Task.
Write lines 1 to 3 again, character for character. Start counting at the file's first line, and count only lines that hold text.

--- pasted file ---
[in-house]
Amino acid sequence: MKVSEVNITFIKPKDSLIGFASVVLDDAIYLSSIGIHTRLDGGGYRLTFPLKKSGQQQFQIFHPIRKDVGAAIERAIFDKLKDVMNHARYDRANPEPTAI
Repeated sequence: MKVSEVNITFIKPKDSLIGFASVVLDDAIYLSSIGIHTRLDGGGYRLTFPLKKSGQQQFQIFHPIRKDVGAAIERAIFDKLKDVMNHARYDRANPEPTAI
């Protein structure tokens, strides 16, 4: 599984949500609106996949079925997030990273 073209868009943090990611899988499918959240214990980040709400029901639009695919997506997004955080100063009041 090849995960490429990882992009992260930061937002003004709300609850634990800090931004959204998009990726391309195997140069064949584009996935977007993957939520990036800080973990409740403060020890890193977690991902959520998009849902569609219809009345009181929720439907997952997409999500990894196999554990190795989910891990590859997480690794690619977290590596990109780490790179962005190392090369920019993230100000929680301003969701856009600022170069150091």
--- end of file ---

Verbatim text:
[in-house]
Amino acid sequence: MKVSEVNITFIKPKDSLIGFASVVLDDAIYLSSIGIHTRLDGGGYRLTFPLKKSGQQQFQIFHPIRKDVGAAIERAIFDKLKDVMNHARYDRANPEPTAI
Repeated sequence: MKVSEVNITFIKPKDSLIGFASVVLDDAIYLSSIGIHTRLDGGGYRLTFPLKKSGQQQFQIFHPIRKDVGAAIERAIFDKLKDVMNHARYDRANPEPTAI